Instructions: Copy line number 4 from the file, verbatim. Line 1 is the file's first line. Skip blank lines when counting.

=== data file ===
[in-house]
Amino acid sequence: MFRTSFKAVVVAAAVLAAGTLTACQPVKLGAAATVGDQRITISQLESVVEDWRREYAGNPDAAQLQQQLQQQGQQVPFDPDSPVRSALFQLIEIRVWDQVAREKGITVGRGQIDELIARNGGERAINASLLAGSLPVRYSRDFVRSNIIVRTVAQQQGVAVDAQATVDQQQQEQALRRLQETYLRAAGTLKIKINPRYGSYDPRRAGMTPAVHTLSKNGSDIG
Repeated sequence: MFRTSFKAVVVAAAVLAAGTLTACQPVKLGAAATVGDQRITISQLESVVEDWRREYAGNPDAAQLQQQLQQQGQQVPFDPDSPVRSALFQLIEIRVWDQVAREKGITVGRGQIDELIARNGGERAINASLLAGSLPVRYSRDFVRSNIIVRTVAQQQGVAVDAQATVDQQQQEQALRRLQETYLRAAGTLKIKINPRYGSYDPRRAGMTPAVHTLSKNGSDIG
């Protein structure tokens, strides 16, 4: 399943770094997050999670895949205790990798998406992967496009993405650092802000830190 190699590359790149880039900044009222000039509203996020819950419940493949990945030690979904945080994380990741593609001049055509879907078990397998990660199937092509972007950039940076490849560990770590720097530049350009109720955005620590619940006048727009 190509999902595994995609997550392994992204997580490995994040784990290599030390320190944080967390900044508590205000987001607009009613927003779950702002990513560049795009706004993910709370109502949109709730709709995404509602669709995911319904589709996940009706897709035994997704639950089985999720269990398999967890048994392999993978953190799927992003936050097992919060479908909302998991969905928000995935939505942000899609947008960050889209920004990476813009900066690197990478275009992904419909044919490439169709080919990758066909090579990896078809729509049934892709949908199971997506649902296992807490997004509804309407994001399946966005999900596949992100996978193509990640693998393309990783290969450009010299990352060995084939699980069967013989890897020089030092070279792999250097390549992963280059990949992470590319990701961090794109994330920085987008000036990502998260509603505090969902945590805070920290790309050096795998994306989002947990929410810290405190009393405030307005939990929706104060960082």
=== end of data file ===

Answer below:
């Protein structure tokens, strides 16, 4: 399943770094997050999670895949205790990798998406992967496009993405650092802000830190 190699590359790149880039900044009222000039509203996020819950419940493949990945030690979904945080994380990741593609001049055509879907078990397998990660199937092509972007950039940076490849560990770590720097530049350009109720955005620590619940006048727009 190509999902595994995609997550392994992204997580490995994040784990290599030390320190944080967390900044508590205000987001607009009613927003779950702002990513560049795009706004993910709370109502949109709730709709995404509602669709995911319904589709996940009706897709035994997704639950089985999720269990398999967890048994392999993978953190799927992003936050097992919060479908909302998991969905928000995935939505942000899609947008960050889209920004990476813009900066690197990478275009992904419909044919490439169709080919990758066909090579990896078809729509049934892709949908199971997506649902296992807490997004509804309407994001399946966005999900596949992100996978193509990640693998393309990783290969450009010299990352060995084939699980069967013989890897020089030092070279792999250097390549992963280059990949992470590319990701961090794109994330920085987008000036990502998260509603505090969902945590805070920290790309050096795998994306989002947990929410810290405190009393405030307005939990929706104060960082």